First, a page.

Archive for ND&S Updates

Fed Up

September 23, 2013 


Markets advanced last week on news that the Federal Reserve will delay the start of any tapering of its asset purchase program.

For the week, the Dow Jones Industrial Average finished at 15,451 to close up by 0.49%.  The broader-based S&P 500 closed at 1,710 for a gain of 1.30% for the week.  The Nasdaq Composite closed the week at 3,775 for an advance of 1.40%.  International markets fared better than the U.S. as the Dow Jones Global (ex US) Index gained 2.62% for the week (we see international equities outpacing U.S. equities for the next few quarters).  The 10-year Treasury closed the week at a yield of 2.74% … down quite a bit from last week’s 2.90% yield (thanks to comments from the Fed).

Investors seem to be cheering the Fed’s decision to delay their tapering efforts.  Strong home and auto sales along with better manufacturing and overall economic activity was not enough to persuade the Fed to begin taking away the punch bowl.  The Fed remains concerned (who doesn’t … except the President and Congress?) about the anemic rate of job growth and the U.S.’s tepid GDP outlook.  Of course, the Fed could quickly change their decision should the data indicate stronger employment and economic growth.  St. Louis Fed President, James Bullard,   indicated last week that the Fed could actually begin their taper process in October … thus contributing to Friday’s sell-off.

Now that the Syria situation has moved off the front pages, the next item on the worry list is the ongoing debt ceiling/budget debate in Washington.  It is quite likely that the drama will continue this week, but we do not anticipate a government shut-down any time soon.

Third quarter earnings season should wind-down this week, and we expect earnings to be reasonable (as they have been for most companies who have already reported).  A number of U.S. and international economic releases will take place this week … expect a lot of short-term “noise” from what will likely be conflicting news.

As always, we urge investors not to get caught up in the day-to-day noise of the markets.  Instead, focus on long-term goals and enjoy the beginning of fall (yes, summer is really over).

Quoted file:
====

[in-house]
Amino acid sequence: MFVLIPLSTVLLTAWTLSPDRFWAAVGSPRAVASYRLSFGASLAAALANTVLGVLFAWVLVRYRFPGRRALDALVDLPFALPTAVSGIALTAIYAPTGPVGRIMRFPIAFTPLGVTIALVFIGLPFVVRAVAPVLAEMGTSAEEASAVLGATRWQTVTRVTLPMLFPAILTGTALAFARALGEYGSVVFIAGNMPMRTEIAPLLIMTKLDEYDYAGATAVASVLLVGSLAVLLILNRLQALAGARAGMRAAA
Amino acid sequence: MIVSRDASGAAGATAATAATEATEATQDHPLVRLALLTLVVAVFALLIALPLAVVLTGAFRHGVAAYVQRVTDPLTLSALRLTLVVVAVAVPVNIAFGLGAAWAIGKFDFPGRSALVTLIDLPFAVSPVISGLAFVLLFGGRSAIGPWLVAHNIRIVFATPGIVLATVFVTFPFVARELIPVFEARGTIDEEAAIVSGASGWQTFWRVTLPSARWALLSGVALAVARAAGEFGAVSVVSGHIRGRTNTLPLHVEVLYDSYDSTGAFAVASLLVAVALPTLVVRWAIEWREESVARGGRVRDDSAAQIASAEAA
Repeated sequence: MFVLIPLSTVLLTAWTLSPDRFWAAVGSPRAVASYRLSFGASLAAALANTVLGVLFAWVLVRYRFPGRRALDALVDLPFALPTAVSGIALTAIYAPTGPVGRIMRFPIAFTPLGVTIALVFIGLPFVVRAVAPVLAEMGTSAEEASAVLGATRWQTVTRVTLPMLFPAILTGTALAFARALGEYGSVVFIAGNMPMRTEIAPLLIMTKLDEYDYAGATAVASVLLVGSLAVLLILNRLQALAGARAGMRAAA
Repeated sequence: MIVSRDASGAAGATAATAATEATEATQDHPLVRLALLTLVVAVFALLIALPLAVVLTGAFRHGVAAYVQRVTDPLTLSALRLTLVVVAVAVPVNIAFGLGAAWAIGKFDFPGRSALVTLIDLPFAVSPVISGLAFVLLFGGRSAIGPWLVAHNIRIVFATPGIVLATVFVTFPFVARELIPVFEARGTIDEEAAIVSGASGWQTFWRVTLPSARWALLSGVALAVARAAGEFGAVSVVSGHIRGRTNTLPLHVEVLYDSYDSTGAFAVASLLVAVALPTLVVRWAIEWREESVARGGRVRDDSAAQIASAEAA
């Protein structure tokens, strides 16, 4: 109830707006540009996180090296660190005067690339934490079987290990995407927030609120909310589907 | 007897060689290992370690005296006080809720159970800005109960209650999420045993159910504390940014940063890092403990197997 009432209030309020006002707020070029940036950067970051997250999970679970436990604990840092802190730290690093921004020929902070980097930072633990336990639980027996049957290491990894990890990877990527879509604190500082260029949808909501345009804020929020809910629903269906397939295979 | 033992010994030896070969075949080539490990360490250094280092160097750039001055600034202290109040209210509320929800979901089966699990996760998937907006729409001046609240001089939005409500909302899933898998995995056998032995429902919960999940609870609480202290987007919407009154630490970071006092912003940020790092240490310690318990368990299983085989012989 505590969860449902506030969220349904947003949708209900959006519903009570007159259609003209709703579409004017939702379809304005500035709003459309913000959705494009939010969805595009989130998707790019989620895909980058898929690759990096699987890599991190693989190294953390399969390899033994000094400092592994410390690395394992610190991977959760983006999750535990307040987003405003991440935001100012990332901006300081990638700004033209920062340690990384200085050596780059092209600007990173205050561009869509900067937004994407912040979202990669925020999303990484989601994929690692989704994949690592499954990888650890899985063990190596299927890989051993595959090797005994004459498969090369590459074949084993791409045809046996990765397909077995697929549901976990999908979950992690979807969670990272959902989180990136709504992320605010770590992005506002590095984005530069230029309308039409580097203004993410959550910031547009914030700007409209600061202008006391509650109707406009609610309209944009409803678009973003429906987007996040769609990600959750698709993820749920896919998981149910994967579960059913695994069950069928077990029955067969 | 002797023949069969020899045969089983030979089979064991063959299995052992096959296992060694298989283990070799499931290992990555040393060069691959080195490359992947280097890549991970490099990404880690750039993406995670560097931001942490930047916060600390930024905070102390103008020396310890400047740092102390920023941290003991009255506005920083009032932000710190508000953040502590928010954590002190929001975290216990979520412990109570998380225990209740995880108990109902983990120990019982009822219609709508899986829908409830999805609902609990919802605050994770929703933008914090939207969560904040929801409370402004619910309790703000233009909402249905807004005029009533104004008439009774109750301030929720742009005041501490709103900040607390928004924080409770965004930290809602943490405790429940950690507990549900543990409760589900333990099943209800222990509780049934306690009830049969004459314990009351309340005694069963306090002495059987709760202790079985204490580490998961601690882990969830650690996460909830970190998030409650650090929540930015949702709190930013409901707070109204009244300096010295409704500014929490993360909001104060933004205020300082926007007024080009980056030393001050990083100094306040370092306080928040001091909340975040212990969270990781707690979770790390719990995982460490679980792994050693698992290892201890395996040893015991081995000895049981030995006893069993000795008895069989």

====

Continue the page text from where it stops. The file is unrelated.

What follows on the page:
“To conquer fear is the beginning of wisdom.”
– Bertrand Russell

Summers out of the Picture…

September 16, 2013 


We’re sure Larry Summers saw this coming. His informing President Obama that he was not interested in the Fed Chairmanship was greeted today by strong rallies in the bond and stock markets.  The ten year Treasury note yield was down around 2.8%, having reached 3.0% earlier this month.  This is the lowest level reached in September.  The ten year note has risen substantially in recent months with the talk of tapering bond purchases by the Fed.  The Dow-Jones average was also pleased, up around 125  points  as we write.  Summers had a reputation as a potentially hawkish chairman who would be more inclined to raise interest rates.

The leading candidate now becomes Fed vice-chair Janet Yellen who is viewed as more like Ben Bernanke and less likely to tighten monetary policy in 2014.  She is described generally as a monetary policy dove who is more concerned with unemployment than inflation. Of course there is no certainty she will be the choice.  One interesting possibility is Stanley Fischer, an American citizen who recently stepped down as Governor of the Bank of Israel.  Several other candidates, even Tim Geithner have been mentioned.